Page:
Here’s his list of six traits to hire for, which I’m using here with his permission and hope you find useful.
1. Optimistic warmth (genuine kindness, thoughtfulness, and a sense that the glass is always at least half full);
2. Intelligence (not just “smarts” but rather an insatiable curiosity to learn for the sake of learning);
3. Work ethic (a natural tendency to do something as well as it can possibly be done);
4. Empathy (an awareness of, care for, and connection to how others feel and how your actions make others feel)
5. Self-awareness (an understanding of what makes you tick;
6. Integrity (a natural inclination to be accountable for doing the right thing with honesty and superb judgment).
How to ace lunch interviews? You made it through your first interview! Your second interview is over lunch with your perspective new boss. It is at a great restaurant near their office and you have been there before. What do you need to know? What will the employer look for? And this is the wine industry so??? wine with lunch or not?
Henry Ford invited job candidates to lunch with him. He would observe if the candidate would salt his food before tasting it. If he did, he would not hire him. If he tasted the food first, he was a person who evaluated situations before taking action. Henry Ford believed in testing his candidates and this was it. Many employers evaluate candidates during lunch interviews for things you never think of.
Are you ready for your test? You expect hard questions, but many employers want to see how you act in different situations such as a lunch interview. A lunch interview means you need to juggle a meal, good manners, answer questions while eating a meal, and still be persuasive. You still need to be aware of being observed while you answer or ask questions.
What is the test? You may not know, but employers are looking for certain traits. It could be character, integrity or certain personality! You cannot prepare for this part so just be natural. Would the employer do something to see how you would react? It is possible. It is more likely that during the meal, he may describe a scenario and ask for your opinion. Remember, they want to see how you think. There is no right or wrong answer or is there?
About five years ago I read about how CEOs evaluate candidates based on how they treat waiters in a restaurant. Some may call it the unwritten rule of lunch interviews. Would an employer be above staging something and seeing your reaction? You may never know if it was staged or not! Handling mistakes, poor service or an accident provides insight into the candidate. A person who is nice to the employer and rude to the waiter or to others is not a nice person.
This an interview and you should dress for it. You never go wrong with a great suit and good grooming. But again the wine industry as a whole is not corporate. If everyone at the first Interview was in fuzzy vests and jeans …then you can tone it down but never to their level. Always collared shirt, jacket and khakis for the guys and a nice tailored dress & or slacks for the gals.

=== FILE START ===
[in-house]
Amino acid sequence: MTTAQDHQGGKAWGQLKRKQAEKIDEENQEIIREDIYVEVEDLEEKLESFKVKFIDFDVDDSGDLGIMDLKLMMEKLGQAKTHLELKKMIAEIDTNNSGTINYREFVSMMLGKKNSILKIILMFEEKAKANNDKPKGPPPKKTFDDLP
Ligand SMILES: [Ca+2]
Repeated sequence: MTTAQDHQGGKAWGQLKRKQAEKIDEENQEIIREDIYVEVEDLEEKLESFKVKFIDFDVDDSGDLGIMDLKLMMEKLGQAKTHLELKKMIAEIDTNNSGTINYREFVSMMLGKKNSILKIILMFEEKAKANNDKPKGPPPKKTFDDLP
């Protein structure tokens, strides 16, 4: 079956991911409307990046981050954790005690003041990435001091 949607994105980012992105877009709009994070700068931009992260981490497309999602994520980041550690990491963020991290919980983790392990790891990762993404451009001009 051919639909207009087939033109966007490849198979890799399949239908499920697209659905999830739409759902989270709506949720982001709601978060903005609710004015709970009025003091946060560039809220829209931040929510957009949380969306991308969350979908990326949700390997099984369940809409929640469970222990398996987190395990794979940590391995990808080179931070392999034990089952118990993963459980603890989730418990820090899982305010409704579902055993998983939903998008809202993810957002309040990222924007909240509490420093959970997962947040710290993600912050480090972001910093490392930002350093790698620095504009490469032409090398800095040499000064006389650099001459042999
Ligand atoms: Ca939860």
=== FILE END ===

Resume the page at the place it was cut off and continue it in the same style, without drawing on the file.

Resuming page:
Do your research and have questions for the employer. Bring along your questions, a portfolio of your best work and anything else you think is important. Manners are important, but you need to juggle that and trying to impress the employer too. Order something simple so you can eat and answer questions without difficulty. You want to appear confident and at ease with the situation.
Arrive early and wait for the employer. Allow the employer to lead, wait for him/her to sit, take the napkin and order. Drinks??? You can keep it nonalcoholic such as ice tea, sparkling water or perhaps even juice, but remember this is the wine industry…follow your potential bosses lead… Ask him/her what they would like then order accordingly. Know what you will order from the menu before you get there. It takes the pressure off, if the employer makes a quick selection. Be polite to the server. Don’t make a big deal about a mistake.
Remember the employer sees how you handle everything. Don’t eat too fast, or eat and speak at the same time. Eating too fast or not at all looks as though you are nervous. Small bites will keep you ready to answer or ask questions. Never order dessert unless the employer does. The interview is not over until you are gone. He may observe you waiting for your car or how you handle a problem. You are always being evaluated.
Simple things will prevent you from getting the job. How do you finish the interview? You should have questions or sample of your work to demonstrate your interest in the job. Be conscious of the employer’s time. Make your points and avoids mistakes, how you handle things will either help you get the job or keep you from it. What are you going to do? When you are finished with your meal fold the napkin and leave it by the plate.
Lunch interviews put you on the spot! Keep in mind that the employer is observing you eating, answering questions and how you deal with problems and people. You can only prepare so much for this type of interview. You can practice the questions, work on your manners and even work on your people skills, but you need to act natural. Most experienced managers or executive see right through someone who is not genuine. Being genuine and confident is important.